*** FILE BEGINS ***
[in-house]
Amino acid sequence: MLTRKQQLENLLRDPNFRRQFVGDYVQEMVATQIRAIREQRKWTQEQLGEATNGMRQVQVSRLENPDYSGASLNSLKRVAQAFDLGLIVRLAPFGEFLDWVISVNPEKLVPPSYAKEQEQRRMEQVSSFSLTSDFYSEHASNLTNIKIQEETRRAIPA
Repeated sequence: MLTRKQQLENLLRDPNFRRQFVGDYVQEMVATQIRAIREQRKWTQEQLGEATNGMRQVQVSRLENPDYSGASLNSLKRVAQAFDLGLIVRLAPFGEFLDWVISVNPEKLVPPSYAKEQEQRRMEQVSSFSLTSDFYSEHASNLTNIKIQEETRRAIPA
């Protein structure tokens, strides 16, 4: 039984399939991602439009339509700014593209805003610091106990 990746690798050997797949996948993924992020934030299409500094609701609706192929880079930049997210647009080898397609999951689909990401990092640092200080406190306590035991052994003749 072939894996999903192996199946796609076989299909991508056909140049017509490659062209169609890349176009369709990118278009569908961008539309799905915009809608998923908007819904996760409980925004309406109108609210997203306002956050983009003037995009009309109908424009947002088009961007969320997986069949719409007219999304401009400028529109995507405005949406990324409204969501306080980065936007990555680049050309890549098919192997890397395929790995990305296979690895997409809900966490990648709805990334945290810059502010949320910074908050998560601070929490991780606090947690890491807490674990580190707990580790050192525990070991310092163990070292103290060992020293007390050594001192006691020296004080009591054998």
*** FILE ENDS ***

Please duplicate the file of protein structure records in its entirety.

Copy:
[in-house]
Amino acid sequence: MLTRKQQLENLLRDPNFRRQFVGDYVQEMVATQIRAIREQRKWTQEQLGEATNGMRQVQVSRLENPDYSGASLNSLKRVAQAFDLGLIVRLAPFGEFLDWVISVNPEKLVPPSYAKEQEQRRMEQVSSFSLTSDFYSEHASNLTNIKIQEETRRAIPA
Repeated sequence: MLTRKQQLENLLRDPNFRRQFVGDYVQEMVATQIRAIREQRKWTQEQLGEATNGMRQVQVSRLENPDYSGASLNSLKRVAQAFDLGLIVRLAPFGEFLDWVISVNPEKLVPPSYAKEQEQRRMEQVSSFSLTSDFYSEHASNLTNIKIQEETRRAIPA
């Protein structure tokens, strides 16, 4: 039984399939991602439009339509700014593209805003610091106990 990746690798050997797949996948993924992020934030299409500094609701609706192929880079930049997210647009080898397609999951689909990401990092640092200080406190306590035991052994003749 072939894996999903192996199946796609076989299909991508056909140049017509490659062209169609890349176009369709990118278009569908961008539309799905915009809608998923908007819904996760409980925004309406109108609210997203306002956050983009003037995009009309109908424009947002088009961007969320997986069949719409007219999304401009400028529109995507405005949406990324409204969501306080980065936007990555680049050309890549098919192997890397395929790995990305296979690895997409809900966490990648709805990334945290810059502010949320910074908050998560601070929490991780606090947690890491807490674990580190707990580790050192525990070991310092163990070292103290060992020293007390050594001192006691020296004080009591054998």